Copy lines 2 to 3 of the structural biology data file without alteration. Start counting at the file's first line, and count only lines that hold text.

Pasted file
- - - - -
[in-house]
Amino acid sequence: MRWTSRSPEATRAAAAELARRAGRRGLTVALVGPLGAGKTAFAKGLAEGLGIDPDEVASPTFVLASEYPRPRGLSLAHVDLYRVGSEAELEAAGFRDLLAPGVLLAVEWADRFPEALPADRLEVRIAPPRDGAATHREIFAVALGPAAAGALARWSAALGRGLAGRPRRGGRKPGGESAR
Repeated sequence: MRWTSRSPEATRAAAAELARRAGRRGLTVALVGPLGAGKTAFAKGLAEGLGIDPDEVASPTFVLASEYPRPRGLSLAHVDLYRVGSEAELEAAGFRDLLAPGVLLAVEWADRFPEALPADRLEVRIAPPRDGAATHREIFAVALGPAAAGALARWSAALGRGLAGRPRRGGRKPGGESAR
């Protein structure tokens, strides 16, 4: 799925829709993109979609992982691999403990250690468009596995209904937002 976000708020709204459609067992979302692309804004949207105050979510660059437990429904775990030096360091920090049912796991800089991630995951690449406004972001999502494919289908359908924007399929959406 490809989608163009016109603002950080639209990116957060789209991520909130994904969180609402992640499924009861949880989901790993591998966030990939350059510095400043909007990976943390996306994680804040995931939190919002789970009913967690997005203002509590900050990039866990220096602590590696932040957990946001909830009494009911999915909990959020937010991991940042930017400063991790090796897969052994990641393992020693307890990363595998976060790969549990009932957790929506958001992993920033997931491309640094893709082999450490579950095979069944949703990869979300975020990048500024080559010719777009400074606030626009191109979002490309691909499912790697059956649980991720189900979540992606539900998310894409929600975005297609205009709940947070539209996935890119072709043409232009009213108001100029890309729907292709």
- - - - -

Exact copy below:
Amino acid sequence: MRWTSRSPEATRAAAAELARRAGRRGLTVALVGPLGAGKTAFAKGLAEGLGIDPDEVASPTFVLASEYPRPRGLSLAHVDLYRVGSEAELEAAGFRDLLAPGVLLAVEWADRFPEALPADRLEVRIAPPRDGAATHREIFAVALGPAAAGALARWSAALGRGLAGRPRRGGRKPGGESAR
Repeated sequence: MRWTSRSPEATRAAAAELARRAGRRGLTVALVGPLGAGKTAFAKGLAEGLGIDPDEVASPTFVLASEYPRPRGLSLAHVDLYRVGSEAELEAAGFRDLLAPGVLLAVEWADRFPEALPADRLEVRIAPPRDGAATHREIFAVALGPAAAGALARWSAALGRGLAGRPRRGGRKPGGESAR